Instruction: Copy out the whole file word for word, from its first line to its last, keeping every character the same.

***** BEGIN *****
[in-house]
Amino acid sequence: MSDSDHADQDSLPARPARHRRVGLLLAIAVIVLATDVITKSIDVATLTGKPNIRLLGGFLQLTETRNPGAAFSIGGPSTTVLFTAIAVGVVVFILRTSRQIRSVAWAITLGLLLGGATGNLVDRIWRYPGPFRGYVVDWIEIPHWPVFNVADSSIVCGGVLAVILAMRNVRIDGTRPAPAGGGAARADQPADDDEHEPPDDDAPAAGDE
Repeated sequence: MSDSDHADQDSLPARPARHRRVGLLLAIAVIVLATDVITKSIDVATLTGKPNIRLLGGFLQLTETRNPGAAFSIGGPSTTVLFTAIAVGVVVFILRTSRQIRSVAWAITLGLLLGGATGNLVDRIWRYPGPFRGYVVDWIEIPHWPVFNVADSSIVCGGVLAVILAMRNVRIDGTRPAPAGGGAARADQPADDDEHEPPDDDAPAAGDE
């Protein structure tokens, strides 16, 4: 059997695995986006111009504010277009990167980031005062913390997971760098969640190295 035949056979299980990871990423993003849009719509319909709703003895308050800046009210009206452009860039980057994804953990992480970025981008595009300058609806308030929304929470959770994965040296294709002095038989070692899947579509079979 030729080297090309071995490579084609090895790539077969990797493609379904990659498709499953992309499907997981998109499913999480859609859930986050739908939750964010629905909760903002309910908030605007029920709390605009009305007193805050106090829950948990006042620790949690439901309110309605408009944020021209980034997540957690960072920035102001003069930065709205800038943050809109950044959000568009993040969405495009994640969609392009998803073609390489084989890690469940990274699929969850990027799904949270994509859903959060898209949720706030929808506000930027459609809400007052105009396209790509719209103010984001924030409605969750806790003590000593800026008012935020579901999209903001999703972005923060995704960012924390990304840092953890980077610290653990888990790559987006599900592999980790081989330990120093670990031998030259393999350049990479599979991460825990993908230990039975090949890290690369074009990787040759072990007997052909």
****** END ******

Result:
[in-house]
Amino acid sequence: MSDSDHADQDSLPARPARHRRVGLLLAIAVIVLATDVITKSIDVATLTGKPNIRLLGGFLQLTETRNPGAAFSIGGPSTTVLFTAIAVGVVVFILRTSRQIRSVAWAITLGLLLGGATGNLVDRIWRYPGPFRGYVVDWIEIPHWPVFNVADSSIVCGGVLAVILAMRNVRIDGTRPAPAGGGAARADQPADDDEHEPPDDDAPAAGDE
Repeated sequence: MSDSDHADQDSLPARPARHRRVGLLLAIAVIVLATDVITKSIDVATLTGKPNIRLLGGFLQLTETRNPGAAFSIGGPSTTVLFTAIAVGVVVFILRTSRQIRSVAWAITLGLLLGGATGNLVDRIWRYPGPFRGYVVDWIEIPHWPVFNVADSSIVCGGVLAVILAMRNVRIDGTRPAPAGGGAARADQPADDDEHEPPDDDAPAAGDE
């Protein structure tokens, strides 16, 4: 059997695995986006111009504010277009990167980031005062913390997971760098969640190295 035949056979299980990871990423993003849009719509319909709703003895308050800046009210009206452009860039980057994804953990992480970025981008595009300058609806308030929304929470959770994965040296294709002095038989070692899947579509079979 030729080297090309071995490579084609090895790539077969990797493609379904990659498709499953992309499907997981998109499913999480859609859930986050739908939750964010629905909760903002309910908030605007029920709390605009009305007193805050106090829950948990006042620790949690439901309110309605408009944020021209980034997540957690960072920035102001003069930065709205800038943050809109950044959000568009993040969405495009994640969609392009998803073609390489084989890690469940990274699929969850990027799904949270994509859903959060898209949720706030929808506000930027459609809400007052105009396209790509719209103010984001924030409605969750806790003590000593800026008012935020579901999209903001999703972005923060995704960012924390990304840092953890980077610290653990888990790559987006599900592999980790081989330990120093670990031998030259393999350049990479599979991460825990993908230990039975090949890290690369074009990787040759072990007997052909």